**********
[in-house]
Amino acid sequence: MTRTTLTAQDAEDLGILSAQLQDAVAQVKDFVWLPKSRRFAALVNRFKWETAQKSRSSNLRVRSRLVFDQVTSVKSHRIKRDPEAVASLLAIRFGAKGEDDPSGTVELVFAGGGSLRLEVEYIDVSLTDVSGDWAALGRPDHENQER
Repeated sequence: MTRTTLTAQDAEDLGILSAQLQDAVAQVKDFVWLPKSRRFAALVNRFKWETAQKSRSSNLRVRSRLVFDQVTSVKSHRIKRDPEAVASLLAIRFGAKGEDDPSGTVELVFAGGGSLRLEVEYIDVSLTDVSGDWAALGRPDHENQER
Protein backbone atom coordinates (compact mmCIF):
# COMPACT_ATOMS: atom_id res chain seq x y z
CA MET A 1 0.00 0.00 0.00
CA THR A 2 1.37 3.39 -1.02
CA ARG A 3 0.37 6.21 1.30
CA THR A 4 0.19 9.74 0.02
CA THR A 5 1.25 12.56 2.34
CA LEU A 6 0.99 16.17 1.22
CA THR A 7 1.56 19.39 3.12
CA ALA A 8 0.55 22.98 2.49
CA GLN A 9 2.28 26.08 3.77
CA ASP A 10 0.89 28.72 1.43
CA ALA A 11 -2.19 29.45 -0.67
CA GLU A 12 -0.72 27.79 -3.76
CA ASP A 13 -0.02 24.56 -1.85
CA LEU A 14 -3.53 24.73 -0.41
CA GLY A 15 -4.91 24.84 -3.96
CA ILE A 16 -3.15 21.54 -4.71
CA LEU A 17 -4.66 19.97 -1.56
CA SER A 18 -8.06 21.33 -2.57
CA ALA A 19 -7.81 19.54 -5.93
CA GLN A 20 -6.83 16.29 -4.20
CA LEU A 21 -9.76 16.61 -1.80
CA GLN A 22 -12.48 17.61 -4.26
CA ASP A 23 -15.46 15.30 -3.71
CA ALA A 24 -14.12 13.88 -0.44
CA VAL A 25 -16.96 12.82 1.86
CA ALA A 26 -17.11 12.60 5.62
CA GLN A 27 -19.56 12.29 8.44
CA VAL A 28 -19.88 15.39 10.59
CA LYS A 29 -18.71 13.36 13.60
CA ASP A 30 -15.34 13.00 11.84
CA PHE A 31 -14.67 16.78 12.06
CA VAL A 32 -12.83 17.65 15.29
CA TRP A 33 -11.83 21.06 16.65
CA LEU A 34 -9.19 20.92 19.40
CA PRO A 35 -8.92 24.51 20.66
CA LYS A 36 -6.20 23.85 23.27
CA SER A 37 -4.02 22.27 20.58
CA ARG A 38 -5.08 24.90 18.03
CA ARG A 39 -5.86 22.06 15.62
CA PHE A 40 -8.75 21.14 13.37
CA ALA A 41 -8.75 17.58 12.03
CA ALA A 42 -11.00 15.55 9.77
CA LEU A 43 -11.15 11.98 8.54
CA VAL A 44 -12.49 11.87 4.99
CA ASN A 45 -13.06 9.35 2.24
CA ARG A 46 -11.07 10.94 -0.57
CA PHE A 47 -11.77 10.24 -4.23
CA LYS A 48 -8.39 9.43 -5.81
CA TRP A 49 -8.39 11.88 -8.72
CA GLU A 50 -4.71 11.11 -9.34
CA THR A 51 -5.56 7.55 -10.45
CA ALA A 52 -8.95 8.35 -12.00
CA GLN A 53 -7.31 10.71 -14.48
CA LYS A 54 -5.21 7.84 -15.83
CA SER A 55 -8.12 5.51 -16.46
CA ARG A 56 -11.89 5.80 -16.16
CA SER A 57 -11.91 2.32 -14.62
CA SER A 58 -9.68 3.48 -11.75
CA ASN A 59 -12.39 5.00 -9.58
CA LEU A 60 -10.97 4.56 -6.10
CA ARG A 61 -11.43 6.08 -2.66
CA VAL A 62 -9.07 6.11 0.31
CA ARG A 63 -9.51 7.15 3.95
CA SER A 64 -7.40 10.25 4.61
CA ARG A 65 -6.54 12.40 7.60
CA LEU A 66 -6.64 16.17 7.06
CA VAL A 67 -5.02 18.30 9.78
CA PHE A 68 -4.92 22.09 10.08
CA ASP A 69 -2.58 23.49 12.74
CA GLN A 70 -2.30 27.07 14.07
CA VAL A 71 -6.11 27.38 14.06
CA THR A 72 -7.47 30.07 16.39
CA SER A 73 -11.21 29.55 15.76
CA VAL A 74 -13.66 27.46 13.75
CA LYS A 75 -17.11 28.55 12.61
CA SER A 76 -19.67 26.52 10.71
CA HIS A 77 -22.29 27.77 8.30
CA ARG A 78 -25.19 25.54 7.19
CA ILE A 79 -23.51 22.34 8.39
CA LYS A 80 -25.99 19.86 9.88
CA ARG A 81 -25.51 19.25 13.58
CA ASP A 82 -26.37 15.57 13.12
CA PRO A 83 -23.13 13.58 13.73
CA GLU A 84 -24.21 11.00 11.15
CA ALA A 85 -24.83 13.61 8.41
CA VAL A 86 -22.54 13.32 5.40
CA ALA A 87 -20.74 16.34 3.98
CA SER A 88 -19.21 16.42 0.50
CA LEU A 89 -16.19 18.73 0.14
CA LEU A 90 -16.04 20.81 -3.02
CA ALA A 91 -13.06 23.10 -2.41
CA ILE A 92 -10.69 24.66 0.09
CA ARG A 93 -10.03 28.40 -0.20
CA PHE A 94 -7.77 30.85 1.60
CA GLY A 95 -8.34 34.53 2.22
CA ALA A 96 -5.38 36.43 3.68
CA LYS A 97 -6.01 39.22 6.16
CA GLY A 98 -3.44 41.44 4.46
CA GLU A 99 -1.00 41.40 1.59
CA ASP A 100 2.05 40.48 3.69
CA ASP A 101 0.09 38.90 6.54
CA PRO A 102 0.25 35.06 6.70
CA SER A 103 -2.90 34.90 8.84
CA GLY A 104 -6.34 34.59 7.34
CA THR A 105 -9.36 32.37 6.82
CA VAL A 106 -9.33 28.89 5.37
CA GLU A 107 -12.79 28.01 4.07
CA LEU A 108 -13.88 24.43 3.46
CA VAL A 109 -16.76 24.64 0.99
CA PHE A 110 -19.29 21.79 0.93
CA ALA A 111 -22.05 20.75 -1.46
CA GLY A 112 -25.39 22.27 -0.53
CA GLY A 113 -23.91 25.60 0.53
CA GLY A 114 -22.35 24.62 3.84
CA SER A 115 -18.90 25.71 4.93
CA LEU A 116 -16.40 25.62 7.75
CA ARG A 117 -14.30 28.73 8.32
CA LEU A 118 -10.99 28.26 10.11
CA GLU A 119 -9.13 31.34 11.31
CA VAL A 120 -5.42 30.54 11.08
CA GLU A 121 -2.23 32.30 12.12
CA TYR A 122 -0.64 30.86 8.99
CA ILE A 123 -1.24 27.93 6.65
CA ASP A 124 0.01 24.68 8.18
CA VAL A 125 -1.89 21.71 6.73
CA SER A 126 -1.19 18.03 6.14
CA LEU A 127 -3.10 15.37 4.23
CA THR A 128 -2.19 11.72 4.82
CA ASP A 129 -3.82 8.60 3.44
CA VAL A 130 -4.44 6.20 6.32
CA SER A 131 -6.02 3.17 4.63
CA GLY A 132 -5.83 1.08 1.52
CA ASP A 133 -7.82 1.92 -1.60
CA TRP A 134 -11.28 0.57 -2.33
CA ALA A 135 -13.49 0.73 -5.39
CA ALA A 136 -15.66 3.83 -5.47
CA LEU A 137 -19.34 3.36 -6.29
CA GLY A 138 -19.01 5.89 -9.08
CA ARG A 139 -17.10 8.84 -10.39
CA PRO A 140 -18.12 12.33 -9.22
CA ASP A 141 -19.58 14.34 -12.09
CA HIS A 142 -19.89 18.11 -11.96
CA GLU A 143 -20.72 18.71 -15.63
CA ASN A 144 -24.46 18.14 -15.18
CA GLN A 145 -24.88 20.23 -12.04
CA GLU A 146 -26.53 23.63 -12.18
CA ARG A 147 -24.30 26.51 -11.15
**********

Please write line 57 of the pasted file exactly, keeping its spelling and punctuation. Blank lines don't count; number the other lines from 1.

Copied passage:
CA ALA A 52 -8.95 8.35 -12.00